Jay Aymar’s Relentless Pursuit of the Perfect Song


About 10 minutes into my conversation with Sault Ste. Marie native and folk musician Jay Aymar to advance his show at Moncton’s Plan b Lounge tonight, he makes a somewhat startling revelation:

He has no home. This isn’t Aymar’s way of employing a metaphor to illustrate how much he tours. He really has no home.

“It’s never been something that has been a concern to me. If I’m sitting around too long, I tend to get a little edgy. The more you’re able to keep mobile when pursuing this kind of life, the better. Your art is going to find inspiration in your travels and the people you speak with late at night,” Aymar tells us while awaiting his flight that will bring him from Ontario to Atlantic Canada.

“As cliché as the notion of where you hang your hat is home might be, it rings rather true for me. I have a number of whistle stops all throughout Canada where I’ve made a lot of great memories and have pockets of fans, all of which makes it feel like home for the time I am there.”

A songwriter in the vein of the recently deceased Guy Clark, Townes Van Zandt and Jerry Jeff Walker, Aymar is a storyteller via his songs. Although he grew up on classic rock greats like Pink Floyd and The Beatles, it was Bob Dylan and Neil Young that helped steer him onto his present path.

A university course helped officially seal the deal, however.

“When I was attending university, I was studying English literature, and then subsequently got caught up in songwriting. After that course, I decided to dedicate my entire being to crafting songs and playing live.”

Fast forward 20 years, a handful of records, and a slew of miles later, Aymar is living out his dream. He’s even had one of his songs – “My Cherry Coloured Rose” – covered by Canadian country and folk giant Ian Tyson.

Aymar’s most recent effort, The Chicken Came First, is a first for the musician. The package is comprised of a collection of short stories, a live recording, and unique artwork, as well as sheet music for the musically ambitious among us. It adds yet another dimension to Aymar’s ever-expanding range of abilities.

“I began blogging somewhere around four years ago, telling faction stories – tales where names have been changed, but the situations are real,” he says. “It began catching on with some of the folks who enjoy my music. It really was them that encouraged me to take 12 of those stories and compile them into a book.”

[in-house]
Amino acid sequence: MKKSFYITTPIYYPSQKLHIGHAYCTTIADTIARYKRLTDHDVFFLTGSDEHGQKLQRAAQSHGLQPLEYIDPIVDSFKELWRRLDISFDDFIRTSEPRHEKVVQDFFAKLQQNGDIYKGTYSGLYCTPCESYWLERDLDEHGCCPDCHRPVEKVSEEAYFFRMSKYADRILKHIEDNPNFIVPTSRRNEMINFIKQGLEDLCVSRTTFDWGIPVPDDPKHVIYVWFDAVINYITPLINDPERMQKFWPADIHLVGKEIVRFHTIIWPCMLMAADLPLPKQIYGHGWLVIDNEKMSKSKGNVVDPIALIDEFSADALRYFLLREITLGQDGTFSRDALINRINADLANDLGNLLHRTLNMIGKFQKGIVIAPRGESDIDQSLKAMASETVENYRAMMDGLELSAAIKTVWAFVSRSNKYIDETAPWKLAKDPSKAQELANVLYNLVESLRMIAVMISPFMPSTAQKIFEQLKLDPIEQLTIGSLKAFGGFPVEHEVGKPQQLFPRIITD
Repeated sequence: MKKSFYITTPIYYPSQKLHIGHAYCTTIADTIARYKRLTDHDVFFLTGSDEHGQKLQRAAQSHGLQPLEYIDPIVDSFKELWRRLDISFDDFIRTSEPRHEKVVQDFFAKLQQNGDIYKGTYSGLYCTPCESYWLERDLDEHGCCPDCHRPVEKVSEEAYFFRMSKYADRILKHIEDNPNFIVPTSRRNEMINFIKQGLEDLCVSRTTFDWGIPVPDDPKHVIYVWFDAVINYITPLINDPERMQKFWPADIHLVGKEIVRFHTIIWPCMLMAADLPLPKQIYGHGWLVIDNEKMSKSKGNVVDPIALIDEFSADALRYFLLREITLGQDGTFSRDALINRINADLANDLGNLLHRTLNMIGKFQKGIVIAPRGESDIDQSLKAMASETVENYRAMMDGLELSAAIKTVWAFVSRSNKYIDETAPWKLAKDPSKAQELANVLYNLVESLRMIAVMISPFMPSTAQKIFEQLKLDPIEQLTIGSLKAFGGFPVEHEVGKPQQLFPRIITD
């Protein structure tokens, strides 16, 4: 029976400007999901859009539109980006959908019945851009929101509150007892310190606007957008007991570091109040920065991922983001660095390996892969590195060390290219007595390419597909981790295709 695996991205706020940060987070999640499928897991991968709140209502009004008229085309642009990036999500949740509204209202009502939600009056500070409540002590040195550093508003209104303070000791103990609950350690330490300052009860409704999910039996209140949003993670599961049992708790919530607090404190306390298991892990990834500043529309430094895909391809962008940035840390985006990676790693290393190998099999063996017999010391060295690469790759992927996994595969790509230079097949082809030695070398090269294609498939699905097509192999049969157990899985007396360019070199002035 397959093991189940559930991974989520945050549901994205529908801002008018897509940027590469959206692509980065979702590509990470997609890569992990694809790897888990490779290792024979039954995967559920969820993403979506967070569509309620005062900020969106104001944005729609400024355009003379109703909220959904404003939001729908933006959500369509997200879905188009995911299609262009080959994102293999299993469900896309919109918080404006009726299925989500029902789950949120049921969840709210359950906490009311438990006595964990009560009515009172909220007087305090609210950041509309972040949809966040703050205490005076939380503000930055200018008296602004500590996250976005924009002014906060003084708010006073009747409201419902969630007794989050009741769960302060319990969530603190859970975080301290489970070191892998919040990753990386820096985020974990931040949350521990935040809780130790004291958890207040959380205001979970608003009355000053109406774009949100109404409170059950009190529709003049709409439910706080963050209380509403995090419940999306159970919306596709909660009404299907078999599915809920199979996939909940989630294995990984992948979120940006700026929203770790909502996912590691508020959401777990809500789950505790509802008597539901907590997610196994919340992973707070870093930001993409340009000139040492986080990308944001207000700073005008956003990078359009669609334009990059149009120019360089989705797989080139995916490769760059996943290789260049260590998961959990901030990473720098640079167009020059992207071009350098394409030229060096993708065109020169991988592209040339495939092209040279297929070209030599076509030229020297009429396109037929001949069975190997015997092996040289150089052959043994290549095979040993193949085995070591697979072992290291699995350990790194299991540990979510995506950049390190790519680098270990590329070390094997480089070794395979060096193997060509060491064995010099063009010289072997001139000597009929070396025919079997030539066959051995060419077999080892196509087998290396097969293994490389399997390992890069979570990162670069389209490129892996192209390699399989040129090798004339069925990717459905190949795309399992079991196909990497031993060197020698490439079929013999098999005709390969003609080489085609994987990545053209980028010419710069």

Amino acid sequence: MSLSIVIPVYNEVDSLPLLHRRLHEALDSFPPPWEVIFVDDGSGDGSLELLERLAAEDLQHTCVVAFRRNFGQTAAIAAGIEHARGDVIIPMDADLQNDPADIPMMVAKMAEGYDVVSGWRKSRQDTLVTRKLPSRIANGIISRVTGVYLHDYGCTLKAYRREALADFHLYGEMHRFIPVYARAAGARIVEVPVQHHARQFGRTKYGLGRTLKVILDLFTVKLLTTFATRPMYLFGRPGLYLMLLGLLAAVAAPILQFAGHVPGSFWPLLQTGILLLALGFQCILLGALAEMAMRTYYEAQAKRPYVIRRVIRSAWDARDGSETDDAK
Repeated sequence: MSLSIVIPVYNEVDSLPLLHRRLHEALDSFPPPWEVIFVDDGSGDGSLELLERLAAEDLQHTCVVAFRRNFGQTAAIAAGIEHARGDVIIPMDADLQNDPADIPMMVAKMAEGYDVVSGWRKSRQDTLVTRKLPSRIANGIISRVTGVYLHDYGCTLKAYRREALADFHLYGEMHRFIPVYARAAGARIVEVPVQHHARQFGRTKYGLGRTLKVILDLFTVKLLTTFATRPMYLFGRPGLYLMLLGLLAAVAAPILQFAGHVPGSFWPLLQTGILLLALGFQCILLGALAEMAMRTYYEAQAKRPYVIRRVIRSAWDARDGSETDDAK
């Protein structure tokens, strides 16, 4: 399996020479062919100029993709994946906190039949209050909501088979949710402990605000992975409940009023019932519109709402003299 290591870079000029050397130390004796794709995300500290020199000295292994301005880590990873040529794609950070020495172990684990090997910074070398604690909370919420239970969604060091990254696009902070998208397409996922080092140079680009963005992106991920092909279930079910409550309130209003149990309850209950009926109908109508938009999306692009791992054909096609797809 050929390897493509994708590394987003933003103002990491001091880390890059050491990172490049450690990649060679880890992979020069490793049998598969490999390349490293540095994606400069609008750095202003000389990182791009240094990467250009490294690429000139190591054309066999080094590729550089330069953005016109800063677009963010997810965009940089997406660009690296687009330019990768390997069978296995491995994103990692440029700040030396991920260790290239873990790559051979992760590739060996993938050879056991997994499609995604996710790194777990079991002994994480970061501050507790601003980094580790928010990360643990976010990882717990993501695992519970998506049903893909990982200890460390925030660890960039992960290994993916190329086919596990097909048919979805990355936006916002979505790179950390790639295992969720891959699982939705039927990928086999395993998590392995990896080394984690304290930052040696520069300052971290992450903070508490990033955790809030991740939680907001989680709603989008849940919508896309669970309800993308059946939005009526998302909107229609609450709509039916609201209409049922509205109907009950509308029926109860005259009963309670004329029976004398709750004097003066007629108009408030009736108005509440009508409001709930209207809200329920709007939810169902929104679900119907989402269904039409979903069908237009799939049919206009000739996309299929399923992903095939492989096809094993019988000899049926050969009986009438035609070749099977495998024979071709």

With more new music and thousands of miles of highway on the horizon, one could argue Aymar’s lack of a physical home might be serving the musician best at this point in his life. Acknowledging it might not always be the easiest path, he says he’d rather be living his current life than to settle into a 9 to 5 job and be left wondering if he could have made something of his life from music.

“There are flashes of success on this pursuit, but there are also some rather low points too, especially when you’re hitting middle age and starting to question what life is all about. I’m sure life would have played out differently for me if I had something holding me back or keeping me grounded. There are all kinds of reasons why people abandon chasing their dreams. I totally get it, but just hate to see it come at a great personal cost. Living the rest of your life thinking about the ‘what if’s’ isn’t a good plan; go out there and take the chance to make things happen. If you are truly intent on pursuing your art, you’ll find a way to make ends meet.”

What: Jay Aymar
When: Tuesday May 31, 9 p.m.
Where: Plan b Lounge, 212 St. George St., Moncton